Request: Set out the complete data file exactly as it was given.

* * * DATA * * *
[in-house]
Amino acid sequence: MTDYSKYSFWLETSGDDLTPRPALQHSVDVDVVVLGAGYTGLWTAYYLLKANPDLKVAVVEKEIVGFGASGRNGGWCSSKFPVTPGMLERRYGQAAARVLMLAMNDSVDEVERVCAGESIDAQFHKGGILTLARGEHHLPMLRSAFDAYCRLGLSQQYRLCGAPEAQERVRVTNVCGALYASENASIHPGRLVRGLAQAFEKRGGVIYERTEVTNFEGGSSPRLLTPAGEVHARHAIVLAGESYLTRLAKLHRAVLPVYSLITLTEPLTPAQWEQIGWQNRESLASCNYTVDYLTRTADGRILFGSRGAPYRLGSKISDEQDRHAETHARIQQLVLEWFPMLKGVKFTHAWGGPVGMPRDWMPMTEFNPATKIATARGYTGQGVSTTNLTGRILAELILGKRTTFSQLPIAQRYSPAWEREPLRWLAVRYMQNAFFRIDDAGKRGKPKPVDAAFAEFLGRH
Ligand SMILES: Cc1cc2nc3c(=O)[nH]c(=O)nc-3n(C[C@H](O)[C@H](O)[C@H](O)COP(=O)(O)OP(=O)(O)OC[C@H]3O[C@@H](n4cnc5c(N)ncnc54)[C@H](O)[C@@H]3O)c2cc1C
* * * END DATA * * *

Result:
[in-house]
Amino acid sequence: MTDYSKYSFWLETSGDDLTPRPALQHSVDVDVVVLGAGYTGLWTAYYLLKANPDLKVAVVEKEIVGFGASGRNGGWCSSKFPVTPGMLERRYGQAAARVLMLAMNDSVDEVERVCAGESIDAQFHKGGILTLARGEHHLPMLRSAFDAYCRLGLSQQYRLCGAPEAQERVRVTNVCGALYASENASIHPGRLVRGLAQAFEKRGGVIYERTEVTNFEGGSSPRLLTPAGEVHARHAIVLAGESYLTRLAKLHRAVLPVYSLITLTEPLTPAQWEQIGWQNRESLASCNYTVDYLTRTADGRILFGSRGAPYRLGSKISDEQDRHAETHARIQQLVLEWFPMLKGVKFTHAWGGPVGMPRDWMPMTEFNPATKIATARGYTGQGVSTTNLTGRILAELILGKRTTFSQLPIAQRYSPAWEREPLRWLAVRYMQNAFFRIDDAGKRGKPKPVDAAFAEFLGRH
Ligand SMILES: Cc1cc2nc3c(=O)[nH]c(=O)nc-3n(C[C@H](O)[C@H](O)[C@H](O)COP(=O)(O)OP(=O)(O)OC[C@H]3O[C@@H](n4cnc5c(N)ncnc54)[C@H](O)[C@@H]3O)c2cc1C